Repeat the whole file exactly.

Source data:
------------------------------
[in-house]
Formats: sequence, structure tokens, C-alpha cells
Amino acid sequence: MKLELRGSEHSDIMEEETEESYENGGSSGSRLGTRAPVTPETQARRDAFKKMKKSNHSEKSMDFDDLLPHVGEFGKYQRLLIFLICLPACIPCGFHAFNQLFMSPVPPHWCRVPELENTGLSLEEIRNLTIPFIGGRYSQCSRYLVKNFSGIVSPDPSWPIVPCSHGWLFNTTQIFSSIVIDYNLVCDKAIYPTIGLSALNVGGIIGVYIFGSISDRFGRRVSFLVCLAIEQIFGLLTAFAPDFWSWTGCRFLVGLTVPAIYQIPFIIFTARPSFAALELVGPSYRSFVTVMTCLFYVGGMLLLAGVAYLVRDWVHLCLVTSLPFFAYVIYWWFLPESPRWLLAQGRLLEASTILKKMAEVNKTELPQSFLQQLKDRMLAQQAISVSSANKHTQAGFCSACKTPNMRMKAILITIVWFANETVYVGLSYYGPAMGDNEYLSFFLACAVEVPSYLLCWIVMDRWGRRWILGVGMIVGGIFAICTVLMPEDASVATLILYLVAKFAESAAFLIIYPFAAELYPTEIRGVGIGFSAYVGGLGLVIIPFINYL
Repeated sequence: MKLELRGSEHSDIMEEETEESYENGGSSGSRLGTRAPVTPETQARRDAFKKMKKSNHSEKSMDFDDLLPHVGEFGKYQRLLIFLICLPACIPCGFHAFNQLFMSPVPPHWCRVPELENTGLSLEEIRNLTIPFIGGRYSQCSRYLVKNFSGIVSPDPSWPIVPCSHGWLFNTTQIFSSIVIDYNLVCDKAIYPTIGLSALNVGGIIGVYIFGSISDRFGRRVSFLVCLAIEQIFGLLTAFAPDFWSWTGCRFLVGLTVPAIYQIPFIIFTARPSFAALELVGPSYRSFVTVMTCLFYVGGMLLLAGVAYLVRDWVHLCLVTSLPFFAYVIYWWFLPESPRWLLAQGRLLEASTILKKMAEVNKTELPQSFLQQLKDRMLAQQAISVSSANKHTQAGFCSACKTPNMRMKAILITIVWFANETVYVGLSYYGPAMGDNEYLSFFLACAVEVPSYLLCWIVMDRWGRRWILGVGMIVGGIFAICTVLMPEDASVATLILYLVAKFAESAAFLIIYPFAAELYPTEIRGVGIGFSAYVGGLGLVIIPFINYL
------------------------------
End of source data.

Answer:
[in-house]
Formats: sequence, structure tokens, C-alpha cells
Amino acid sequence: MKLELRGSEHSDIMEEETEESYENGGSSGSRLGTRAPVTPETQARRDAFKKMKKSNHSEKSMDFDDLLPHVGEFGKYQRLLIFLICLPACIPCGFHAFNQLFMSPVPPHWCRVPELENTGLSLEEIRNLTIPFIGGRYSQCSRYLVKNFSGIVSPDPSWPIVPCSHGWLFNTTQIFSSIVIDYNLVCDKAIYPTIGLSALNVGGIIGVYIFGSISDRFGRRVSFLVCLAIEQIFGLLTAFAPDFWSWTGCRFLVGLTVPAIYQIPFIIFTARPSFAALELVGPSYRSFVTVMTCLFYVGGMLLLAGVAYLVRDWVHLCLVTSLPFFAYVIYWWFLPESPRWLLAQGRLLEASTILKKMAEVNKTELPQSFLQQLKDRMLAQQAISVSSANKHTQAGFCSACKTPNMRMKAILITIVWFANETVYVGLSYYGPAMGDNEYLSFFLACAVEVPSYLLCWIVMDRWGRRWILGVGMIVGGIFAICTVLMPEDASVATLILYLVAKFAESAAFLIIYPFAAELYPTEIRGVGIGFSAYVGGLGLVIIPFINYL
Repeated sequence: MKLELRGSEHSDIMEEETEESYENGGSSGSRLGTRAPVTPETQARRDAFKKMKKSNHSEKSMDFDDLLPHVGEFGKYQRLLIFLICLPACIPCGFHAFNQLFMSPVPPHWCRVPELENTGLSLEEIRNLTIPFIGGRYSQCSRYLVKNFSGIVSPDPSWPIVPCSHGWLFNTTQIFSSIVIDYNLVCDKAIYPTIGLSALNVGGIIGVYIFGSISDRFGRRVSFLVCLAIEQIFGLLTAFAPDFWSWTGCRFLVGLTVPAIYQIPFIIFTARPSFAALELVGPSYRSFVTVMTCLFYVGGMLLLAGVAYLVRDWVHLCLVTSLPFFAYVIYWWFLPESPRWLLAQGRLLEASTILKKMAEVNKTELPQSFLQQLKDRMLAQQAISVSSANKHTQAGFCSACKTPNMRMKAILITIVWFANETVYVGLSYYGPAMGDNEYLSFFLACAVEVPSYLLCWIVMDRWGRRWILGVGMIVGGIFAICTVLMPEDASVATLILYLVAKFAESAAFLIIYPFAAELYPTEIRGVGIGFSAYVGGLGLVIIPFINYL